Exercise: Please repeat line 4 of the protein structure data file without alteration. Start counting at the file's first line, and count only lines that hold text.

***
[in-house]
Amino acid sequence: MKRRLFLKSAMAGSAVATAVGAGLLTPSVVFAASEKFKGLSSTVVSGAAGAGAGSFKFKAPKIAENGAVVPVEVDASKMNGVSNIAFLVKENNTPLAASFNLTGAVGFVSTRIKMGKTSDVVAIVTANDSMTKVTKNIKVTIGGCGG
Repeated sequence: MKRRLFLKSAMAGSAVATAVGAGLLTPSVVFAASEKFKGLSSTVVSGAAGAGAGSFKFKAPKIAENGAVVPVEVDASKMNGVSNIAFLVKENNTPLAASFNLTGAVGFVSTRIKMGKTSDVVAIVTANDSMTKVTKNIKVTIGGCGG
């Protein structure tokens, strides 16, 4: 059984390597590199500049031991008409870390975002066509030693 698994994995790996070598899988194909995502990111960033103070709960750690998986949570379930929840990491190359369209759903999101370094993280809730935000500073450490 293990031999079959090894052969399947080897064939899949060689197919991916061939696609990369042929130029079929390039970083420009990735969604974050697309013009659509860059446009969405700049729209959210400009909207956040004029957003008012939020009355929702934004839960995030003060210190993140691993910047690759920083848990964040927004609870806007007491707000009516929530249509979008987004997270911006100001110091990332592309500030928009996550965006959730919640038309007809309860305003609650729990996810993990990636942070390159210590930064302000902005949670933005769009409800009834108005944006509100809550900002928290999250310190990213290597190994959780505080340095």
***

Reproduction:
């Protein structure tokens, strides 16, 4: 059984390597590199500049031991008409870390975002066509030693 698994994995790996070598899988194909995502990111960033103070709960750690998986949570379930929840990491190359369209759903999101370094993280809730935000500073450490 293990031999079959090894052969399947080897064939899949060689197919991916061939696609990369042929130029079929390039970083420009990735969604974050697309013009659509860059446009969405700049729209959210400009909207956040004029957003008012939020009355929702934004839960995030003060210190993140691993910047690759920083848990964040927004609870806007007491707000009516929530249509979008987004997270911006100001110091990332592309500030928009996550965006959730919640038309007809309860305003609650729990996810993990990636942070390159210590930064302000902005949670933005769009409800009834108005944006509100809550900002928290999250310190990213290597190994959780505080340095």